The last time I saw Maya was in a back street in Kuala Lumpur last April, so I was ecstatic to find her loitering at the Takamatsu ferry port last Thursday night.
We hugged for a solid minute before renting her a bicycle and stopping by the supermarket for tonic (a beverage which would elude us for several days). We had a quiet evening catching up over a few gin-and-gingers; not quite the same as gin and tonic, but I did manage to get her some udon at Hanamaru to welcome her to Kagawa.
On Friday morning we headed into school where I introduced Maya to the teachers. She had a very interesting chat to my koucho sensei (principal) where they established that he had lived in Sydney only a few streets away from where Maya grew up. Small world.
My first period class was a seventh grade class (in which the students called me on imaginary phones and asked me to go for burgers at midnight) so I left Maya in a small room with the heaters blasting, then picked her up for second period with ninth graders.
The kids flipped out.
OMIGOD TWO FOREIGNERS IN THE SAME ROOM!!!
We had so much fun running these classes. We freaked kids out with scary Australian animal facts. We confused them by telling them all the countries we’d hung out in. Clippy koalas were thrown about like candy. We made some kids sing J-pop for us, and we sang Waltzing Matilda and the anthem in exchange. The kids asked some great questions (“What Australian things are you most proud of?”) and some predictable questions (“Have you ever held a koala?”). In one class, we played a “Which Country?” game, and although one kid thought the Grand Canyon was in Australia, they did pretty well. I asked the kids to tell Maya about Kagawa (in exchange for prizes) and one girl stood up and recited a list of Kagawa’s principal exports. One girl almost cried with excitement when she discovered that she and Maya both played the trombone.
We ate lunch (an amusingly complicated Hina Matsuri roll-your-own-sushi meal) with 9-2 and they were extra hilarious. Just as we finished lunch, the school band started up in the courtyard so we had a sweet concert which we watched from a third storey window with some of my favourite boys. When that was finished, I took Maya into the elementary school where we were mobbed by adorable tiny people who could be heard yelling “Ah! TWO Hannah senseis!”
When all my classes were finished for the day (I was exhausted!), Maya and I hung out in the staffroom for a little while, chatting to my teachers. We disappeared shortly after that to avoid an incredibly kind invitation from one of my English teachers who wanted to take us to her house and give us Japanese Stuff.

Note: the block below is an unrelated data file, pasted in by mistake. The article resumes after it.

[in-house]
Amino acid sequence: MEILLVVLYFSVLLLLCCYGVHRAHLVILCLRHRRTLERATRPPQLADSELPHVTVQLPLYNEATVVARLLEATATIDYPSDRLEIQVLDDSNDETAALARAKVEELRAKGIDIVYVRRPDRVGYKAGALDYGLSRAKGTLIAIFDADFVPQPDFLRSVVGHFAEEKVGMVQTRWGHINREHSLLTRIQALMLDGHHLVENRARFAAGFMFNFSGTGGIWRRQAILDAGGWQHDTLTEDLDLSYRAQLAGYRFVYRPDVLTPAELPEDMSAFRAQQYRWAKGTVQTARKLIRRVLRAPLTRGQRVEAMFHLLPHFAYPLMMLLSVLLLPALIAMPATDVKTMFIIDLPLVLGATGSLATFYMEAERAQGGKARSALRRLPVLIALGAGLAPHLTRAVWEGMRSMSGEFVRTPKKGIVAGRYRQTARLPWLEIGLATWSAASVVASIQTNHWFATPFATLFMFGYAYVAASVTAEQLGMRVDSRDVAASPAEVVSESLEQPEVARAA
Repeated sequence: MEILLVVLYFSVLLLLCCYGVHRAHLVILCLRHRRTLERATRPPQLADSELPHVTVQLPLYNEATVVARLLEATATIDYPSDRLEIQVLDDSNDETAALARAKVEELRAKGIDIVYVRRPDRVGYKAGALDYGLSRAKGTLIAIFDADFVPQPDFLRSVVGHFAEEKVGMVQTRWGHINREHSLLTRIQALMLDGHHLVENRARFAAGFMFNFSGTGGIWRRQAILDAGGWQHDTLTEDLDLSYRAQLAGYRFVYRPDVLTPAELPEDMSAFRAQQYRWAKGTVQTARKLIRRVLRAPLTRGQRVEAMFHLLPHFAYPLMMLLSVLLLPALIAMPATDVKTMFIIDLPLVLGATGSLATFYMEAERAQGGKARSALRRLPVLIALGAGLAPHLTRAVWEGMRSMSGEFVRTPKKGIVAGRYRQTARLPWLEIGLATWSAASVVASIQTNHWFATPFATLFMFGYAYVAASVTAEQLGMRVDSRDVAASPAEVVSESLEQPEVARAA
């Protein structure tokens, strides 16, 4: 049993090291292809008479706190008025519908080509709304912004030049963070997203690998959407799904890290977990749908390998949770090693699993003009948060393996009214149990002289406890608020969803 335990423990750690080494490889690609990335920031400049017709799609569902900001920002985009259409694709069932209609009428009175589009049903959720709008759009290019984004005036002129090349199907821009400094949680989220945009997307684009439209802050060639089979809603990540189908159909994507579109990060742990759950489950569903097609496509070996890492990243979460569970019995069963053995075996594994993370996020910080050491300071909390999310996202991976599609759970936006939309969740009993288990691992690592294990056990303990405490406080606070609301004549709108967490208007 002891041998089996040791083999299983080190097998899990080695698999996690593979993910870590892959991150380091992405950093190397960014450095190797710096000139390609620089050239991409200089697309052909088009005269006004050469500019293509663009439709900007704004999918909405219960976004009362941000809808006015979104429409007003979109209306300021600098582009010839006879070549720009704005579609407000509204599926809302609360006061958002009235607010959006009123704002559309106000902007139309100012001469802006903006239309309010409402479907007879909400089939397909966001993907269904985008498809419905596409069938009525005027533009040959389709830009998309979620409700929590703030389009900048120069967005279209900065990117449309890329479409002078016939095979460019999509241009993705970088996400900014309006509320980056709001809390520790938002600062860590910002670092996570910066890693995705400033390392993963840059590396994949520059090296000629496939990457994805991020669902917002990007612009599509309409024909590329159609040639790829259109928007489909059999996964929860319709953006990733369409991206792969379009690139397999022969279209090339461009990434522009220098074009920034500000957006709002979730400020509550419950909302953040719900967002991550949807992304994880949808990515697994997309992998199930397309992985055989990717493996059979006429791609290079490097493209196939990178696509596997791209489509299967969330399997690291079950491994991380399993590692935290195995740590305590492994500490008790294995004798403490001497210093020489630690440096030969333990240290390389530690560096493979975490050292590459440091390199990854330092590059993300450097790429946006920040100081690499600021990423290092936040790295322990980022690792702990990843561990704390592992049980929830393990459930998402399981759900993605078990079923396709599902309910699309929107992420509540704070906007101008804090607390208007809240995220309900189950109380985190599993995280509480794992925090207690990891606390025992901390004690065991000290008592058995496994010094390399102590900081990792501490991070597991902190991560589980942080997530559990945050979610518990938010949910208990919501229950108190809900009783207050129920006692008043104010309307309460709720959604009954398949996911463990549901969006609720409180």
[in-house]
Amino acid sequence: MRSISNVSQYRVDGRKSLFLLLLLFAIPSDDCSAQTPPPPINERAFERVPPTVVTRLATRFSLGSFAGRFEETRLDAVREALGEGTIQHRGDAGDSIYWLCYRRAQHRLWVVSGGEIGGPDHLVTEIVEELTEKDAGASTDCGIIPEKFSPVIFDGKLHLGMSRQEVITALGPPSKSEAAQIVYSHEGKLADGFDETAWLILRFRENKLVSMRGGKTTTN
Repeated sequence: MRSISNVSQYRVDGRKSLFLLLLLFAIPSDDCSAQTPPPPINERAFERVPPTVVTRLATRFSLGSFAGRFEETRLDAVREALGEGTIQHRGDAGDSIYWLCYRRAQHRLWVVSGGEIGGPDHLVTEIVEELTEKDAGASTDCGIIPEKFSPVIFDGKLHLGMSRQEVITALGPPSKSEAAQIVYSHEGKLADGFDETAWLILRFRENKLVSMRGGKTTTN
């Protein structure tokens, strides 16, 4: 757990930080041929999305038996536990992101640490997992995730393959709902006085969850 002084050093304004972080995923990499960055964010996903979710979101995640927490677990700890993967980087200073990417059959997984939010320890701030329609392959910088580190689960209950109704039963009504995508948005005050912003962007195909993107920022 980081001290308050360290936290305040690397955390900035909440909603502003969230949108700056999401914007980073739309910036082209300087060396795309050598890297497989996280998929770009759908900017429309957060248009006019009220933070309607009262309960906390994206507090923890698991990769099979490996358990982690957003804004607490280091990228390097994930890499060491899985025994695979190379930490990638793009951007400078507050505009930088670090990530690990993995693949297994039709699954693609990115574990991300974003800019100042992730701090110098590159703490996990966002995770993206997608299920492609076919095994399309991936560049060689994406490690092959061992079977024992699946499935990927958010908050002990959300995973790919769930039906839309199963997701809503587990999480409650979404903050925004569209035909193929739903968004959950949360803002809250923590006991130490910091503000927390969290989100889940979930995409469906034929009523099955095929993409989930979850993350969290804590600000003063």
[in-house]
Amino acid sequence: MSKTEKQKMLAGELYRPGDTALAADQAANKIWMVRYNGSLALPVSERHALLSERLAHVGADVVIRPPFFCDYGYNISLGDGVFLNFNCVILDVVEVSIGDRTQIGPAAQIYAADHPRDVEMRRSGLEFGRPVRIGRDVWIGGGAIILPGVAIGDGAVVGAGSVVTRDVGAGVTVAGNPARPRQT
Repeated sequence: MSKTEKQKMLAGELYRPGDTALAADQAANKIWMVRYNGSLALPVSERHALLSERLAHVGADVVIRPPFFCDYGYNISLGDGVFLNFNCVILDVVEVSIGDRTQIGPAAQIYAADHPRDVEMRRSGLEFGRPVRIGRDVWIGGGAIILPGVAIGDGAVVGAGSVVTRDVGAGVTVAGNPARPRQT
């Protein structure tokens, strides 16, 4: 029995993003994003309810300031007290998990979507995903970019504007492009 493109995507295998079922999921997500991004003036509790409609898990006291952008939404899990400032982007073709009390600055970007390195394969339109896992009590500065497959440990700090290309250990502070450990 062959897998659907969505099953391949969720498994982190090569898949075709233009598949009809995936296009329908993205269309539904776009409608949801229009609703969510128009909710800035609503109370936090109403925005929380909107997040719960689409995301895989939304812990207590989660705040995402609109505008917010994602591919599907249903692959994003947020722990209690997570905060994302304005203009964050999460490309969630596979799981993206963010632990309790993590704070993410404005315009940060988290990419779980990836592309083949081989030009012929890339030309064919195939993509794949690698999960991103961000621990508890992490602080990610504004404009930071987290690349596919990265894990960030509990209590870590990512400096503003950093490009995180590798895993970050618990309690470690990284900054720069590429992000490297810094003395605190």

We had an amazing day, and I was so proud to be showing my awesome school to my awesome friend.
We stopped by a supermarket (still no tonic!) then headed home for a wee rest (Maya rested, I passed out) before putting our party faces on and heading out to dinner.
We met a bunch of my friends at an izakaya and I was stoked I had a chance to introduce Maya to nomihodai. We enjoyed a nice long dinner then headed to the bars to meet some more people. Maya managed to find another trombone enthusiast and I taught Ellie how to eat a peanut.
Around one am it was decided that it was dancing time, so we headed to RAD, our local nightclub and got our boogie on Takamatsu-style (i.e. to weird hip hop music in a half empty nightclub).
The next morning we got up early and still managed to be running late for our train at 11 to Tokushima, the next-door prefecture. We were picked up by my friends Naomi and Lisa, and we grabbed some lunch before heading to the theatre.
Every year, Tokushima AJET writes and performs an English/ Japanese musical and this year it was Beauty and the Beast. It was based on the Disney version, so it had all the classic songs, but it was set in Tokushima, with chopsticks narrating and commenting on the story in Japanese.
I didn’t have high expectations, I just thought it would be nice to go down and show some support for other AJET members, but I was blown away.
It was SO funny—not always intentionally, I admit—but during “Be Our Guest”, our whole row of seats with shaking from the uncontrollable laughter. There was enough Japanese that the mostly Japanese audience could follow it, and I was stoked that I managed to laugh at some of the jokes the chopsticks (Ha and Shi) made. The little adjustments to the plot and setting were great too; “this provincial life” became “this inaka life” and the wolves that attack Belle become the Nara Deer who try to eat her clothes.
After the show, Maya and I had coffee with Naomi and Lisa at the station before hopping on a train to Marugame.
Rachel and Mika are both leaving Takamatsu soon, and since we grab any opportunity for a party, we were having a black light party at Jack, our venue in Marugame. Maya and I obviously got all our black light gear going on the train, so aside from being the only gaijin in the carriage, we were also the only ones wearing glowing glasses and light-up hair extensions which about trebled the weird looks we got from other passengers.
When we arrived, we had Dragon Ramen with Leandi, Rachel, Mika and Ryan, then stopped by the supermarket WHERE WE FINALLY FOUND TONIC!
In all the excitement of this discovery, I decided I was Spiderman (waaaaay too much caffeine) and tried unsuccessfully to climb things in the shotengai.
We had a monstrous good time under the semi-successful black lights—dancing, drawing on people with highlighter and drinking gin AND TONIC out of our personalised ‘goblets’ (plastic cups we drew on with glass paint)—before heading to Fuse to finish the night with karaoke.
I was exhausted and there were still two days of awesome to go!